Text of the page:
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Colorado Businesses Join Struggle to Uphold Clean Water Rule

Colorado's New Belgium Brewery is among more than 200 businesses to sign an amicus brief urging a federal court to uphold the Clean Water Rule. (M. Doxtad/Wikimedia Commons)
Colorado's New Belgium Brewery is among more than 200 businesses to sign an amicus brief urging a federal court to uphold the Clean Water Rule. (M. Doxtad/Wikimedia Commons)
February 3, 2017

FORT COLLINS, Colo. - Colorado's clean water is a valuable commodity for thousands of businesses across the state, including New Belgium Brewing in Fort Collins. The fourth-largest craft brewery in the United States is one of 234 businesses that joined an amicus brief this week, urging a federal court to uphold the Clean Water Rule, which was finalized in 2015.

Since beer is 90 percent water, said Jenn Vervier, New Belgium's director of sustainability and strategy, federal protections have been critical for the craft-brewing industry.

"Almost all of Colorado's drinking water is supplied by intermittent, ephemeral or headwater streams," she said. "That's why this issue is so important in Colorado, and the brewing industry is hugely important in Colorado, too."

Last month, the U.S. Supreme Court agreed to hear the case challenging the Clean Water Rule, which more clearly defines what is covered under the Clean Water Act. At least 10 Colorado businesses joined the appeal. The brief was filed in the Sixth Circuit Court in Cincinnati by the Environment America Research and Policy Center and the American Sustainable Business Council.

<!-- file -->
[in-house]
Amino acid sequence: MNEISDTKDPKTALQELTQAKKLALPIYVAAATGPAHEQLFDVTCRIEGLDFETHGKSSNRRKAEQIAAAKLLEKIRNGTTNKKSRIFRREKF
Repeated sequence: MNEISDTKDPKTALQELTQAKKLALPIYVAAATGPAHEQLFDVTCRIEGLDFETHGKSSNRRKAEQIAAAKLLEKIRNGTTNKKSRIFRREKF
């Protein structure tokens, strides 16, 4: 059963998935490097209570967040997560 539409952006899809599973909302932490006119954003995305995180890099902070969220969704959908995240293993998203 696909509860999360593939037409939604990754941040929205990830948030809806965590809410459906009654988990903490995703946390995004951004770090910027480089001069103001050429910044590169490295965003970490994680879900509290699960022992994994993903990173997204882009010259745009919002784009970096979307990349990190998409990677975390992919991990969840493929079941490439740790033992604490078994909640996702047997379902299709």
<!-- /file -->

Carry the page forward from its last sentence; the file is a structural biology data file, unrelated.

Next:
Richard Eidlin, the council's vice president for policy and campaigns, explained why clean water is a business issue.

"We really wanted to make the court aware of the business case for having these rules in place," he said. "Let's have appropriate regulations and standards to ensure consistent quality of water, and that way we can save money in the future."

Vervier said recent developments under the Trump administration add further complications for businesses that count on clean water.

"Businesses depend on clarity in regulations in order to plan and in order to succeed, and we're a little bit worried right now with all the tumult going on around the EPA and water and climate," she said. "It destabilizes, and we worry that it moves the country in the wrong direction, as far as preserving our natural resources."

According to the Environment America Research and Policy Center, implementing the Clean Water Rule would generate more than $400 million annually in economic benefits and more than 80 percent of small-business owners support implementation of the rule.

Information on the Clean Water Rule is online at epa.gov/cleanwaterrule and the brief is at environmentamericacenter.org.

Eric Galatas, Public News Service - CO